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IL News 019/2019

The same feeling pops up every time we facilitate Pancasila class: will we succeed this time? No, not to be a popular facilitator. But rather how the class could motivate students to understand the meaning and inspire them to become active and responsible citizens.

Finally, the class began at Bandung Theological Seminary (STTB), on September 7th, 2019. Democracy was the topic. Instead of lecturing them with definitions and theories they can find out from various resources, we held the role-play activities. They were divided into three groups, and were asked to portray the leader election process in the monarchy, authoritarian, and democratic states.

“Make sure that we can see the form of citizen participation and human rights on the role you play,” one of the instructors told the students as they were preparing.

The class became boisterous during discussion and preparation, full with sound of laughter and jokes among them. There was a student creatively made a crown from paper based materials. Noisy? Yes! Because they are students, human beings, who really need to be treated as subjects, in the classroom as well. Indeed, freedom and democracy need to be realized and celebrated there.

Long story short, role-playing time was over, continued by discussion to emphasize the difference between the three forms of government. They learned by experience, and were able to draw clearly the difference between each other. They were encouraged to express themselves, including asking questions.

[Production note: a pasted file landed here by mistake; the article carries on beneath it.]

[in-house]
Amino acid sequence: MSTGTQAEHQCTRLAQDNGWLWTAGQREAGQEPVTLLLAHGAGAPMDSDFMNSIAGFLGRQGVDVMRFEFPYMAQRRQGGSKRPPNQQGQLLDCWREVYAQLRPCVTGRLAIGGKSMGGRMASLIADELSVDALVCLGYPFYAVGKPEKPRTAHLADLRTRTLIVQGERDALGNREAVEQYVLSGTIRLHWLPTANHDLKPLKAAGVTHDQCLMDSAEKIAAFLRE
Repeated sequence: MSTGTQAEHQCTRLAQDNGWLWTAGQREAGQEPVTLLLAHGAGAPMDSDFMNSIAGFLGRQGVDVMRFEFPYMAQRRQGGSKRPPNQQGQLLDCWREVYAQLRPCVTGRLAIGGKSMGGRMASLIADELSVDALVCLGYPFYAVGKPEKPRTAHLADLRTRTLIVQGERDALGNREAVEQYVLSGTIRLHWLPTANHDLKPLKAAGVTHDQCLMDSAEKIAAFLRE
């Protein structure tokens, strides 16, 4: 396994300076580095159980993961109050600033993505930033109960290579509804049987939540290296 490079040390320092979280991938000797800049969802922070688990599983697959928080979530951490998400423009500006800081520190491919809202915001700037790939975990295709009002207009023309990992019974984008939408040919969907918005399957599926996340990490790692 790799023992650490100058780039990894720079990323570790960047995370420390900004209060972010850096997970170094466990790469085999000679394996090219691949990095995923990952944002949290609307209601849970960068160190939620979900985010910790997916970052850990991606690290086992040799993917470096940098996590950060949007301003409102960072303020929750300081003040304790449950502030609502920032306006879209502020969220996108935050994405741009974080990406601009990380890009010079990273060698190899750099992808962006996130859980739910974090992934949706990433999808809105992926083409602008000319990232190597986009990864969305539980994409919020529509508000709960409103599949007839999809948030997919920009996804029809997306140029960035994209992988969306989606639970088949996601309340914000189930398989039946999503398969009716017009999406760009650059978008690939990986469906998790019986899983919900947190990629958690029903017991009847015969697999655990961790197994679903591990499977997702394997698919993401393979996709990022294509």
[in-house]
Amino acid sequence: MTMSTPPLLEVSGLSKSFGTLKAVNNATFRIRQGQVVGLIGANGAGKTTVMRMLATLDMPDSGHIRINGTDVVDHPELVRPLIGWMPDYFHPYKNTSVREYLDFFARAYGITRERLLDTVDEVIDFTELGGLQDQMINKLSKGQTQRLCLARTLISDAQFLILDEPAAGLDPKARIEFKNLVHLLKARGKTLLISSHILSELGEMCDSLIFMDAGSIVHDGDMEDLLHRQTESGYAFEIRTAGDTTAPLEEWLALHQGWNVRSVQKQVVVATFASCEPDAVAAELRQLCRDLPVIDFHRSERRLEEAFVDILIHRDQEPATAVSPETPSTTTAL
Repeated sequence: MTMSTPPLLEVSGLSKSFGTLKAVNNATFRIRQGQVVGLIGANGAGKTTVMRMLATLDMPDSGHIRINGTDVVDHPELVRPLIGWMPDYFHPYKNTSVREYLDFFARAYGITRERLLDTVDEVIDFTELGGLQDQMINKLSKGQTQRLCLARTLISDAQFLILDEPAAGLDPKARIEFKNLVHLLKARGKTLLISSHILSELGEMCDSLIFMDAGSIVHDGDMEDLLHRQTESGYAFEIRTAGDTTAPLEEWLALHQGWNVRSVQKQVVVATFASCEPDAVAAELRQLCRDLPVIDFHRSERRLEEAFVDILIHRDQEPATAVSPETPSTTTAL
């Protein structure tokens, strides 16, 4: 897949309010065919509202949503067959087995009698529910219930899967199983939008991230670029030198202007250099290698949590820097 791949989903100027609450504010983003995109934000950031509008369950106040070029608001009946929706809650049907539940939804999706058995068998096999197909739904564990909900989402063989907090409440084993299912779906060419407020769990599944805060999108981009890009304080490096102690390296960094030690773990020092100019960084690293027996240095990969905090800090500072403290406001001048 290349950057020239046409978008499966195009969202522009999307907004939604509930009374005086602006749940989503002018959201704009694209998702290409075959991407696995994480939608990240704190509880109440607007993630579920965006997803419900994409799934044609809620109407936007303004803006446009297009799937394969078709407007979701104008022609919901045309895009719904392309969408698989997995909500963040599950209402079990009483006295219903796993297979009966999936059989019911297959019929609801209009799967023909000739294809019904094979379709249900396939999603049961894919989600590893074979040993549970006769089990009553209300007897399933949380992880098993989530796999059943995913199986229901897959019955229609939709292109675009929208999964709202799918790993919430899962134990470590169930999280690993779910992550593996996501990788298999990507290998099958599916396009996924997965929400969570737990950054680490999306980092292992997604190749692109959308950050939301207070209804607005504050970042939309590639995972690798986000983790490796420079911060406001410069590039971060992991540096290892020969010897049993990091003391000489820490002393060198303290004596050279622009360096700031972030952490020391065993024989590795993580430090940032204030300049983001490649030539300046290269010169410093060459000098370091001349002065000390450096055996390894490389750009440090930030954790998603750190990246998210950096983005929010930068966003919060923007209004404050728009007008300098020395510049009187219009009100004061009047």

If we ride a bicycle and fall, there might be a possibility that the bike is broken. “Same thing with democracy, there might be a broken element in the system that it has not provided the optimal results, right?”, asked a student. Interesting question. It showed their willingness to learn and a growing sense of curiosity for knowledge.

They have understood democracy, experienced it in a small scope, not only learning from the big theories or comparing the democracy system in several countries. After the class, they knew the power of democracy compared to the other forms, the role of citizens in democracy country, and the pillars that support the system in order to stand upright. However, what is more important than just knowing it is to get the meaning from the lessons learned, in context as a student and as a person who will serve the society. Thus, the knowledge they received can be more useful. Their self-awareness as a young cadre of the nation who devote their lives to others, could grow as well.

How do today’s lessons benefit you? How will you use this new knowledge? How do you see the conditions of your country based on the knowledge you have received, what needs to be done?

May these questions continue to reverberate in students’ heart, even though they have stepped out from the classroom.

“There are three things I learn: love, loyalty, and obedience. I hope Indonesian youth and I have these three things. To love Indonesia, to be loyal as Indonesian and to consistently work for Indonesia.

The Lord Jesus command me and all of us to be the light and salt in the world. So we must obey and accomplish that task. And there is something new I got: never think and say that politics is dirty, but realize that it happens because we have given Indonesia to the hands of stubborn, greedy and evil people. Love Indonesia by praying.” (Ronald, one of the STTB students)